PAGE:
10 September 2017 Insurance

11 ways to manage your rating agency

Maintaining a good relationship with the rating agencies is more important than ever for reinsurers. Rowena Potter, senior consultant with Litmus Analysis, offers 11 tips that will smooth the path to a better mutual understanding.

Prepare before the management meeting
‘Management meetings’ are what rating agencies call the annual rating meeting. Don’t rush into things at the last minute, and imagine that you can take an existing presentation ‘off the shelf’. The outcome will be much better if you take the time to plan carefully before your management meeting (or indeed any interaction) with the analysts.

Understand their criteria
“Criteria” is the word rating agencies use to describe their methodology. Details of this must be published on their websites, and it is important that you gain an understanding of how their analysis works. The more knowledgeable everybody involved is, the more likely you are to successfully explain your strengths and/or address any perceived weaknesses, in the context of the rating.

Get the right people there
This will depend on circumstances and the type of your organisation. There is no hard and fast rule, but you should think carefully about things such as the flow of the meeting, presenting skills, showcasing key competencies and time management.

Ratings are decided by committees
The analysts you meet are your communication channel to the members of the committee. Not only do you need them to believe in the strength of your profile, they need to be able to effectively explain this to a committee whose job is—in part—to be sceptical. Give them the tools they need to do this.

Don’t rely on ‘word of mouth’
If it’s important, put it in the presentation. Even if the analysts accurately note all your verbal comments and responses to questions, they may not remember the exact rationale. If you do not cover all key points in writing, the rating committee may not get the full picture.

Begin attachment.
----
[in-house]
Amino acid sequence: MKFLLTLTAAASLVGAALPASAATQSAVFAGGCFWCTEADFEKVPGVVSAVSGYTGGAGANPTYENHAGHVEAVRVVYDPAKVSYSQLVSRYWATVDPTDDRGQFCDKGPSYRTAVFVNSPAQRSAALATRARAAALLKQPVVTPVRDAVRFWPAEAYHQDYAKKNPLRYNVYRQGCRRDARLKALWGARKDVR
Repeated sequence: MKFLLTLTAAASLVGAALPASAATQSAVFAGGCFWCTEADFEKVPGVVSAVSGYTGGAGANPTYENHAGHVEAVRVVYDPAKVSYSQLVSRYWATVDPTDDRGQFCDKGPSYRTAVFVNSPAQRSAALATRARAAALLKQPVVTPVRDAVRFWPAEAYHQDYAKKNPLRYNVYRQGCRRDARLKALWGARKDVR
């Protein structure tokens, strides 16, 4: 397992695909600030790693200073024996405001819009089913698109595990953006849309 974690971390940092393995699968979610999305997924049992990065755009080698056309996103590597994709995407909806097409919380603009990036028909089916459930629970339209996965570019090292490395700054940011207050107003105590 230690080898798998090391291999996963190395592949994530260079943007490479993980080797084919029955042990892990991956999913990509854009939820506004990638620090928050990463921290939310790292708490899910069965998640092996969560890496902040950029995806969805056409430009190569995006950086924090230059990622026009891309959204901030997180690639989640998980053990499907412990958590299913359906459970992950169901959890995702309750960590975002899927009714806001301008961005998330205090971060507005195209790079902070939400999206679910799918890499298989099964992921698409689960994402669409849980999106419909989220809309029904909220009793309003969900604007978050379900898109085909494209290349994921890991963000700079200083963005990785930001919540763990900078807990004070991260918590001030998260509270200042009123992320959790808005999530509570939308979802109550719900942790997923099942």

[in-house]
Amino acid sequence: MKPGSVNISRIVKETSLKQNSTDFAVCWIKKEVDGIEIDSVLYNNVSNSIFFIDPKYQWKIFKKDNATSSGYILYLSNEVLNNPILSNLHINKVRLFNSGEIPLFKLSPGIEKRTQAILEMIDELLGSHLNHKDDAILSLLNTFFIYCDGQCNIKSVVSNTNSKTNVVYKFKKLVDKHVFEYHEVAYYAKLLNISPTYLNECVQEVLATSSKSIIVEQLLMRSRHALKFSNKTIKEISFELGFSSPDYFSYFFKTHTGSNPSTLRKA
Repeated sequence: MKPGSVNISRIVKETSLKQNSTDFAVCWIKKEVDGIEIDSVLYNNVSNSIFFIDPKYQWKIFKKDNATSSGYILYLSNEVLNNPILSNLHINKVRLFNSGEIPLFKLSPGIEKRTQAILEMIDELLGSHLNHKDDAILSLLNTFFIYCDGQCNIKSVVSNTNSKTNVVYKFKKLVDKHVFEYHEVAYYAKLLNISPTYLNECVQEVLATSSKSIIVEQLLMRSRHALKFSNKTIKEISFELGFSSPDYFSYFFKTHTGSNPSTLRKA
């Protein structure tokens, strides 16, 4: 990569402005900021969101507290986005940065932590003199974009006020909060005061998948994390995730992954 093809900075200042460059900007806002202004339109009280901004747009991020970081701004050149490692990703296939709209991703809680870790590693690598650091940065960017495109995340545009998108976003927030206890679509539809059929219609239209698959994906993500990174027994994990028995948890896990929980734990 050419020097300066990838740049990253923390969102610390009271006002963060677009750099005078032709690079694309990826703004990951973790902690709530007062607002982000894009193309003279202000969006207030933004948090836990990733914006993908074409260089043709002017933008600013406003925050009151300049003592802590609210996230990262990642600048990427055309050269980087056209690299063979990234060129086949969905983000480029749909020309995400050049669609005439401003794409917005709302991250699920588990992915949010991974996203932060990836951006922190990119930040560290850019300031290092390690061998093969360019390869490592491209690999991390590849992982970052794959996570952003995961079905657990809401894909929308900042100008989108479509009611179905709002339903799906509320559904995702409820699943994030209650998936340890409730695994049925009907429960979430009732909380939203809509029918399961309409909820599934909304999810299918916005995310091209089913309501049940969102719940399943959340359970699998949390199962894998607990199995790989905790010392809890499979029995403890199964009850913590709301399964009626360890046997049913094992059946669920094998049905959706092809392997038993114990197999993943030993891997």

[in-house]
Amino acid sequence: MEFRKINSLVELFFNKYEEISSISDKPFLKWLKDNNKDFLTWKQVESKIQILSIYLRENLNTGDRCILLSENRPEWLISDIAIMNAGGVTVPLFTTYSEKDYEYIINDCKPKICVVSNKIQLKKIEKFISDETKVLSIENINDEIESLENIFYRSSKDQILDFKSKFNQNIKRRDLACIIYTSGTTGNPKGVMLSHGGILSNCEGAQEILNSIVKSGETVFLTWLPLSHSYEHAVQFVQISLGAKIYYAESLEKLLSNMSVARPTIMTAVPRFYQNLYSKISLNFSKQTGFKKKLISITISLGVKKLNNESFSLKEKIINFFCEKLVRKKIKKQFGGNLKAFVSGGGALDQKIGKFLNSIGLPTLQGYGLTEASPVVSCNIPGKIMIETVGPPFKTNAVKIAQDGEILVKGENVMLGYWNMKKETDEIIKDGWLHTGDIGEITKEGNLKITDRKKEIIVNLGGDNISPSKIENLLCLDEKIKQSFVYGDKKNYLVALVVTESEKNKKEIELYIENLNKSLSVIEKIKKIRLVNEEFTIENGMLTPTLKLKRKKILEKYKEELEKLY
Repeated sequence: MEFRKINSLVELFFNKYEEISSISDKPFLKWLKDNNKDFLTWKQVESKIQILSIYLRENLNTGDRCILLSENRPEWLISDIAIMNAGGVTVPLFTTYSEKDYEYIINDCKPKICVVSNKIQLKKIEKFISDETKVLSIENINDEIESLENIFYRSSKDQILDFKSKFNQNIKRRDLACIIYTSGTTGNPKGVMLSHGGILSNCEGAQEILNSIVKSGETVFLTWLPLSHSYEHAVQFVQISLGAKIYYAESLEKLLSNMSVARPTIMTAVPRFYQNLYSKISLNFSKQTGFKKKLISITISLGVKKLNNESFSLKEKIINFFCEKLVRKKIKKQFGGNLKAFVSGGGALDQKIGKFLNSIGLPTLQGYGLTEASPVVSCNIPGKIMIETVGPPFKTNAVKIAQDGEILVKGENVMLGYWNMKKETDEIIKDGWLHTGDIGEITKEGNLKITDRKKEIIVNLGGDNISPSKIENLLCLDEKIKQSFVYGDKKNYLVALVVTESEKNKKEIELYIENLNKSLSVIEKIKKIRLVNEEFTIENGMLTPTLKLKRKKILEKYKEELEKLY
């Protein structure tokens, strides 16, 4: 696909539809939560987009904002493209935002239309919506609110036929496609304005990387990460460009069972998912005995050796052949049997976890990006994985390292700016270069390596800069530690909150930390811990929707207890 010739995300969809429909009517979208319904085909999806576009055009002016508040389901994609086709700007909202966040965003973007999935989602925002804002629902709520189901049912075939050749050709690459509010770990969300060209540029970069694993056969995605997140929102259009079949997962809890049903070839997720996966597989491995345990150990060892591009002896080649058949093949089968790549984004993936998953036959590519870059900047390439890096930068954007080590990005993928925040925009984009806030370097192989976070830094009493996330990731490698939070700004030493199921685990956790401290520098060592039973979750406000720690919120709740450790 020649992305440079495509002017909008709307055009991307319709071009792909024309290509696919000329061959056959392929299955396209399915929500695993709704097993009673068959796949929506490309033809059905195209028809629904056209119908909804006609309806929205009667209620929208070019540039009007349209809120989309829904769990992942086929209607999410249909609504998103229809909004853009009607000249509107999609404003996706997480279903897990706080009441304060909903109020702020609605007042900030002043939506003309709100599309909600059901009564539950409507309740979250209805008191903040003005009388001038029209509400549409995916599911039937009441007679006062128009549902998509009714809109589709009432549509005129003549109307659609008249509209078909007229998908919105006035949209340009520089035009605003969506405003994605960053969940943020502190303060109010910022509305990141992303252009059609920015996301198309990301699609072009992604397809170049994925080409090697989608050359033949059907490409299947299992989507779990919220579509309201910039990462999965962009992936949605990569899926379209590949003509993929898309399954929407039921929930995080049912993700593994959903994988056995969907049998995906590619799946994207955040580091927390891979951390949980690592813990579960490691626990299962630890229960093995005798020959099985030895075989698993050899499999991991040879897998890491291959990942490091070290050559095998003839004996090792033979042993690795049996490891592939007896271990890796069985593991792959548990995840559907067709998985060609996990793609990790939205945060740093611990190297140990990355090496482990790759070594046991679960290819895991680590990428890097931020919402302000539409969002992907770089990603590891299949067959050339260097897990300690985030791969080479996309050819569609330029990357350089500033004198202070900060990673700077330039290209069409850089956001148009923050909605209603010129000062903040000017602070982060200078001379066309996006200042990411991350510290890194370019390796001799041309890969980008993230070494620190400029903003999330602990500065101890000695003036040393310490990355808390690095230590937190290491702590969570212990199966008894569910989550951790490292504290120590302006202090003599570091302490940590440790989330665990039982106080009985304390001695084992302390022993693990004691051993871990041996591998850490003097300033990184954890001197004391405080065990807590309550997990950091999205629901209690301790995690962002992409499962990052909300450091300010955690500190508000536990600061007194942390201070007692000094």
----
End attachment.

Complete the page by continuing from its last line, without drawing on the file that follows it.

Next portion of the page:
Ensure the capital model is accurate
This remains a key element of the analysis, and remember that not only the most recent financial year is of interest. What the agencies will be looking at is the future trend, so make sure your forecasts are robust.

Make a compelling case for prospective earnings
See above. AM Best and S&P have always seen prospective earnings as fundamental to the rating and recent criteria changes have made this even more explicit. It’s partly about your track record but also about the ‘what and why’—how your market position, competitive advantages and underwriting controls will deliver the results you are forecasting.

Make the message clear and memorable
If you believe you have a good story to tell on any part of the analysis put the message in the slide heading (don’t leave it as the final point at the bottom of the slide!). If something is subjective use memorable anecdotes to illustrate the point. We recommend you highlight all your key competencies and strengths, even if this is a repetition of previous presentations.

Graphs are helpful, but don’t mislead
Use graphs to clearly show the important trend, fact or process. But don’t make them too complex or the power of the point will get lost. And don’t attempt to game the agencies by, for instance, presenting selective years only or extended/truncated axes. You are unlikely to get away with this.

Keep them updated
Don’t treat your rating as a ‘once-a-year’ effort. Not only is it necessary to keep your analysts up to date with any developments or updated financials, but it will also stand you in good stead to be ‘on top of’ the process at all times.

ERM is a strategic process
Make sure you cover your enterprise risk management function in detail, making clear how it informs your strategy and is embedded across your operations. Even if ERM is considered of ‘low importance’ to your rating, it provides an important backdrop to the agency’s view of the overall management and functioning of the company.

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